I know I’ve talked about this before, but I’m really sick of seeing writers who should know better say things like, “Tragedy is more compelling than stories where characters have a nice day and nothing bad happens!” without understanding why.

Tragedy is an effective story element when it’s a deviation from the norm. A character’s peaceful existence is disrupted by a catastrophic event that throws everything into chaos. The character now has to either develop so they can cope with the new status quo, or find a way to put things back the way they were. There’s a good story in that.

But when a character’s life is an unrelenting cavalcade of misery, another heaping dose of shit isn’t all that interesting. At that point, a compelling deviation from the norm would be said character having a nice day where nothing bad happens. And modern fiction is chock-full of misery porn, so by this logic, it’s no wonder the coffee shop AU is such a popular fanfiction trope.

Derek Hale getting a dog and putting his life back together is way more interesting than Derek Hale’s life getting worse for the 26th consecutive episode.

Creators like to hold up “everything is fine and nobody dies” as a sign that fanfic is bland and badly written, but if anything, it’s an indicator that mainstream fiction is bland and badly written. 


Courfeyrac and Feuilly (from whichever POV you like) — 31. things you said right before goodbye (+/- the one that came right before it because that seems like a potential recipe for major angst and I’m in that kind of a mood? ^_~)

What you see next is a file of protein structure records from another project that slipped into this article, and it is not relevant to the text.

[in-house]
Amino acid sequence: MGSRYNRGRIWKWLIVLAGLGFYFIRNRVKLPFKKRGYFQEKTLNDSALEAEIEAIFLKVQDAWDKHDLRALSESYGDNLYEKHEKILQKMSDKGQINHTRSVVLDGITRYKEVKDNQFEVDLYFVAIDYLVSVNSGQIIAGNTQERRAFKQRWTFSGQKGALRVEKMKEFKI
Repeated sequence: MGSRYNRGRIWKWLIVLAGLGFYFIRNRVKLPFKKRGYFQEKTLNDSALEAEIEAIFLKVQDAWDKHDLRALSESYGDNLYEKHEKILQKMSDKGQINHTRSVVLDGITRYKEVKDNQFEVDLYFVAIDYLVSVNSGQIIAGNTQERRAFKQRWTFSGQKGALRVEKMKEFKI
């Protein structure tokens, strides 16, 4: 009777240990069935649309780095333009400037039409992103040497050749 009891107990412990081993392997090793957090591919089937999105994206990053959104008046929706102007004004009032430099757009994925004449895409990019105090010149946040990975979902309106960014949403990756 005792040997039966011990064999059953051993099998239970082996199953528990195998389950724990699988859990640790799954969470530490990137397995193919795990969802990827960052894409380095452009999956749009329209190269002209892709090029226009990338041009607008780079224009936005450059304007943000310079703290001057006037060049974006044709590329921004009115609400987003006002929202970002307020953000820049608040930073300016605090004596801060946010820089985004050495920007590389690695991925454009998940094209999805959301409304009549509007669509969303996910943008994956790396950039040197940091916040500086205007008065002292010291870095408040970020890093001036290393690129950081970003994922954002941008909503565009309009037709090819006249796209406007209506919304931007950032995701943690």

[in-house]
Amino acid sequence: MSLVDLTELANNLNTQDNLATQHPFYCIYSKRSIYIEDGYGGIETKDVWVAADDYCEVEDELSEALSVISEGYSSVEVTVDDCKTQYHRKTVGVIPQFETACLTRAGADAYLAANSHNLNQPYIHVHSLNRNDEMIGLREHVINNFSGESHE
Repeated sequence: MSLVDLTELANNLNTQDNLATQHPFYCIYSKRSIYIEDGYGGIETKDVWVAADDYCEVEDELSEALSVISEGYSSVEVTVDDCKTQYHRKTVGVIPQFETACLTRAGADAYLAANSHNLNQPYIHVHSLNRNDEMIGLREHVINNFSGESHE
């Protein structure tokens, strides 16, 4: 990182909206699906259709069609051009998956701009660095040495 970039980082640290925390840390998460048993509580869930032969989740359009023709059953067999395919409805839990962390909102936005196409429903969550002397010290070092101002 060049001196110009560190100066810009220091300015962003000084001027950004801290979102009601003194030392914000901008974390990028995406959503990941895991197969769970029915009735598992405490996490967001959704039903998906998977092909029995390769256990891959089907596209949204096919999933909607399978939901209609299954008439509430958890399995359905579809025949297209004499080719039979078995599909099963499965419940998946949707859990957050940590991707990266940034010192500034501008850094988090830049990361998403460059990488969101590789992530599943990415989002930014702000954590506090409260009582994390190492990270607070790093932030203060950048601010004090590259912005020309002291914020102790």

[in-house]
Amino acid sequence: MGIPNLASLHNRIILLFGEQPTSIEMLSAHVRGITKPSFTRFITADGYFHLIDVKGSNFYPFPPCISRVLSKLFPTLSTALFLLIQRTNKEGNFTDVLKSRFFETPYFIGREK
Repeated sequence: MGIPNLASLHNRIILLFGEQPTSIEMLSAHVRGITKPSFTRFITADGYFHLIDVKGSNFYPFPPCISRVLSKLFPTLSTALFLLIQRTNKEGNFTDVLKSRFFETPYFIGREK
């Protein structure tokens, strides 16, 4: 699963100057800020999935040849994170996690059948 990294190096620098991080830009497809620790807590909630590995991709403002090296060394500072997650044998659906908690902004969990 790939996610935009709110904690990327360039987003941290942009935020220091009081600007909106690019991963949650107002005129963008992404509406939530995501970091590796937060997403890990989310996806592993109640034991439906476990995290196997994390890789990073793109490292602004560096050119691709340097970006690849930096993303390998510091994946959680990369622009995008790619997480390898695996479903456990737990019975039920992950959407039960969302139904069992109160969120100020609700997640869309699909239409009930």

30. things I wish you’d said
31. things you said right before goodbye


He closes the door behind him, and there’s not anything Courfeyrac can do to stop him.

* * *

“This isn’t me.”

He says it so quietly Courfeyrac almost doesn’t catch the words–wouldn’t have heard them at all, if he hadn’t been so intently focused on observing Feuilly, of trying to figure out what it is that’s broken in him and how to fix it.  Feuilly knows as much; knows he should be grateful to have someone who cares enough to listen to him like that.  But for once in his life, it’s not enough.

“What do you mean?” Courfeyrac asks him.

Feuilly shakes his head.  “You didn’t know me before … before all of this.  I wasn’t such a wreck, I wasn’t dangerous to the people around me.  I was–useful.”  Real.

“This fight has changed us all,” Courfeyrac tells him.  “I’m very different from how I was before.  That doesn’t mean I’m not the same person.  You may have changed, Feuilly, but you’re still yourself.”

“Well, then I hate myself,” Feuilly says flatly, and won’t let himself flinch under the sorrow that floods Courfeyrac’s eyes.  “I have to get away from here.”

Let me come with you.

“Don’t go,” Courfeyrac pleads.  “Not right away.  Think it over another few days.  Talk it over with Enjolras, with Combeferre.  They’ll have better ideas than me, I’m sure.  They’ll know what to do.”

A shiver of nausea runs through Feuilly at the thought of Combeferre picking apart his neuroses, of Enjolras knowing just how deep the rot goes in his spirit.  Doesn’t Courfeyrac know he’s the only person alive that Feuilly would dare tell even this much?

It’s not Combeferre’s philosophizing or Enjolras’s blinding hope he needs.  He knows what he needs, but he doesn’t deserve it.  He holds himself back from asking.

“One night?” Courfeyrac begs.  “Please, Feuilly.”

It’s okay to be afraid.

Feuilly shakes his head.  “Goodbye.”

He closes the door behind him, and Courfeyrac could have stopped him but he didn’t know the right words.


(Only, DAMN it, now I want to know more about this au!  XD  I LOVE THIS.  I honestly can’t words very well right now because I’m deep in grading hell, but seriously I LOVE THIS.  *_*  I hope my capslocky flailing is enough to convey that.  ;D)